Mayfield says that Millner, who had produced TV campaign ads for her and knew she was looking for new professional opportunities, told her about the request for proposals. She says he suggested they bid on it together, since she and Dearing had known each other for many years, ever since Mayfield’s late husband, former state Rep. Stan Mayfield, was on the Indian River School Board that hired Dearing in 1993.
Ultimately, FHSAA awarded the radio and video streaming portion of its marketing to the Pensacola company; the website portion went to Millner. Mayfield got the sponsorship marketing contract and will receive a $122,000 annual lump sum from FHSAA.
Dearing says that he and other FHSAA staffers decided Mayfield should handle sponsorships separately from other media services to avoid the problems they had with Berrey. Mayfield, a longtime mortgage broker, formed her own company, Athletic Marketing Group on Aug. 12 — about two weeks after she landed the contract.
Mayfield says she asked lawyers with the Florida House of Representatives to review the contract to make sure it wouldn’t conflict with her position as a state lawmaker. She says she will recuse herself from any votes involving the association. “It would be no different than any other lawmaker who has a job,” Mayfield says.
For his part, Dearing says there’s no conflict because FHSAA is a charitable organization rather than a state entity. “The Legislature doesn’t oversee us in any way,” Dearing says.
In fact, Florida Statute 1006.20 designates FHSAA as the governing non-profit for all the state’s public schools and any private school that chooses to join. The statute outlines in great detail how FHSAA must operate, from the rules that establish athlete eligibility and prohibit recruiting to the precise makeup of the organization’s 16-member board of directors.
Dearing sticks to his view of the law, acknowledging that he bases many decisions on his gut instinct built over four decades as a teacher, coach, athletic director, principal and superintendent in Florida’s public schools.
“I was very surprised that the leaders of high school athletics in Florida didn’t know they were subject to Title IX,” says attorney Nancy Hogshead-Makar, who sued the high school sports association for gender discrimination. [Photo: Kelly LaDuke]
He proposed FHSAA cut varsity games by 20% and junior varsity games by 40% with the exception of football — a revenue generator at most but not all high schools, and by far the top revenue generator for FHSAA, bringing in nearly $1 million last year. (Dearing exempted the state’s relatively small competitive cheerleading program, too, because it was just getting established. He says the primary reason he exempted football and cheerleading was that they have only 10 games, compared to 24 for most sports.)
The cuts would save Florida’s school districts considerable sports travel and other costs in tough times and could be restored when the economy turned around, Dearing reasoned.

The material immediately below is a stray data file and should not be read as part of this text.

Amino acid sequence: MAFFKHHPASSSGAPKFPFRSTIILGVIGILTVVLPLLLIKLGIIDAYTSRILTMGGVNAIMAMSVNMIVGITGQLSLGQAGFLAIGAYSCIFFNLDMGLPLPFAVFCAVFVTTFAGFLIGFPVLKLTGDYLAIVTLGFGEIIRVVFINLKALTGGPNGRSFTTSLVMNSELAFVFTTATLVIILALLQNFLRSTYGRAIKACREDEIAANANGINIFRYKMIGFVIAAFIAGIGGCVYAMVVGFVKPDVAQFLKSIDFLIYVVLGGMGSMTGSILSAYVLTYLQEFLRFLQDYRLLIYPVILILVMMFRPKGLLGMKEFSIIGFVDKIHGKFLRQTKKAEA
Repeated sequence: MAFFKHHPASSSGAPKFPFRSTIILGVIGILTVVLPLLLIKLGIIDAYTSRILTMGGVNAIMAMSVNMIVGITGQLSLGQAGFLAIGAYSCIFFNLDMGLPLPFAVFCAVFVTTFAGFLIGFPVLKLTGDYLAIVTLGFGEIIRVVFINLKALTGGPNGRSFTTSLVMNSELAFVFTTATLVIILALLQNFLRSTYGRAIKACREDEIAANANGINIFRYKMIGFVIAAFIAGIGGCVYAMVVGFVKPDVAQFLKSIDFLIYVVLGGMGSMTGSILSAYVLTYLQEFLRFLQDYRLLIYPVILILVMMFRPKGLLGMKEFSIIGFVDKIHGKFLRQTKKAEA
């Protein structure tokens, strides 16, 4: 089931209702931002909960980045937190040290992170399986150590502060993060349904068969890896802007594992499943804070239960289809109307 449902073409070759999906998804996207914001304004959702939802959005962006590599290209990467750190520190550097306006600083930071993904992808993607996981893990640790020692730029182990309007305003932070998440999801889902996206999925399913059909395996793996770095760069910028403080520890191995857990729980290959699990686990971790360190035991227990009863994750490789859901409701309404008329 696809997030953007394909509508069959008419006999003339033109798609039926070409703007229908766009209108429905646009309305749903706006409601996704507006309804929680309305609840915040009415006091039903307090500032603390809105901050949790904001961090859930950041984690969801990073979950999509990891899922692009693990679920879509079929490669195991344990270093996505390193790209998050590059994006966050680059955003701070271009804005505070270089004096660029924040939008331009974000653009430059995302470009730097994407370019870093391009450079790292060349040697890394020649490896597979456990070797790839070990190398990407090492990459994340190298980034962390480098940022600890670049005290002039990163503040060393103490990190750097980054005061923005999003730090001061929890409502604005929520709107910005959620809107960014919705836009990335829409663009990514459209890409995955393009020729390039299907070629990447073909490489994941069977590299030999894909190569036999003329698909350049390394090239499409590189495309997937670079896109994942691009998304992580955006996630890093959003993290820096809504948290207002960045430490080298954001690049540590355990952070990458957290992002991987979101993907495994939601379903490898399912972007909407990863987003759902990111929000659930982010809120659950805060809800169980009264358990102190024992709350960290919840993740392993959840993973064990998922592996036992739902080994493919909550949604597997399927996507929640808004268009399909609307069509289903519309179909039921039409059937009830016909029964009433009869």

Montford says most superintendents supported Dearing’s plan so they could cut athletics consistently, although some did not. Across Florida, many sports parents and athletic directors were upset about the proposal, saying it would hurt student athletes while letting locally elected school board members and other administrators off the hook for budget decisions.
At the FHSAA board’s late April meeting, members voted 9 to 6 in favor of the cuts. But Dearing and board members (15 men, one woman) had overlooked a crucial detail. By exempting only football, which includes a large number of student athletes, and cheerleading, which has relatively few participants, Dearing and the board appeared to discriminate against girls. Overall, 30% of boys’ competitions were exempted from the cuts, but only 5% of girls’ were.
Nancy Hogshead-Makar, an attorney and law professor at Florida Coastal School of Law in Jacksonville who specializes in the federal Title IX law outlawing gender discrimination in sports, says she called Dearing about the cuts after hearing from more than 50 parents, coaches, administrators and students around the state. A former high school and Olympic swim champion who is among the few women in FHSAA’s Hall of Fame, Hogshead-Makar says she and Dearing tried for weeks to settle the conflict without a costly court battle. But this June, on behalf of a group of parents of female athletes, Hogshead-Makar filed a gender-discrimination lawsuit against FHSAA.
In July, FHSAA’s board called an emergency meeting to reverse the cuts. The lawsuit was settled in October, when Dearing agreed that FHSAA would pay the plaintiffs’ attorneys fees — and never make changes that adversely impacted one gender more than another.
The total bill for FHSAA: $41,000 for the plaintiffs’ fees; about the same amount for hiring its own Title IX lawyer from Holland & Knight; an in-house legal bill for another $14,000; and the special board meeting and other costs. In all, the brouhaha cost the association about $100,000, although Dearing says its insurance carrier will cover all but a $10,000 deductible.
Hogshead-Makar blames the failure to resolve the dispute on “poor leadership.” “I was very surprised that the leaders of high school athletics in Florida didn’t know they were subject to Title IX,” she says.
Dearing makes no apologies for trying to save Florida’s schools money but says, “I do wish we could have avoided the litigation. I’ve always been very mindful of an equal balance between the genders in athletics,” he says.
These lawsuits and others, such as a recent suit filed by the Vero Beach High girls lacrosse team over its eligibility in the FHSAA’s state series, have dented an FHSAA initiative to try to discourage the litigation that has traditionally surrounded the organization’s decisions. In May, in response to the lacrosse filing, Dearing publicly threatened schools that sue the FHSAA: “If you get an injunction and wind up losing, there’s going to be severe consequences ... and we’ll put that in our bylaws.”
Some say Dearing’s style is just what the FHSAA needed: “He and his new CFO have noticed a lot of stuff that hadn’t been noticed before,” says Greg Zornes, athletic director at Northeast High School in St. Petersburg who is president of FHSAA’s board of directors. “The best thing I’ve done since I’ve been on the board is hire him.”
Dearing says the headlines roll off his back. Being a school superintendent, “your name’s in the paper every day,” he says. “And you have disgruntled employees and you have parents who have ESE children who try to sue you, and you have accidents, and it’s every day. This is much calmer.”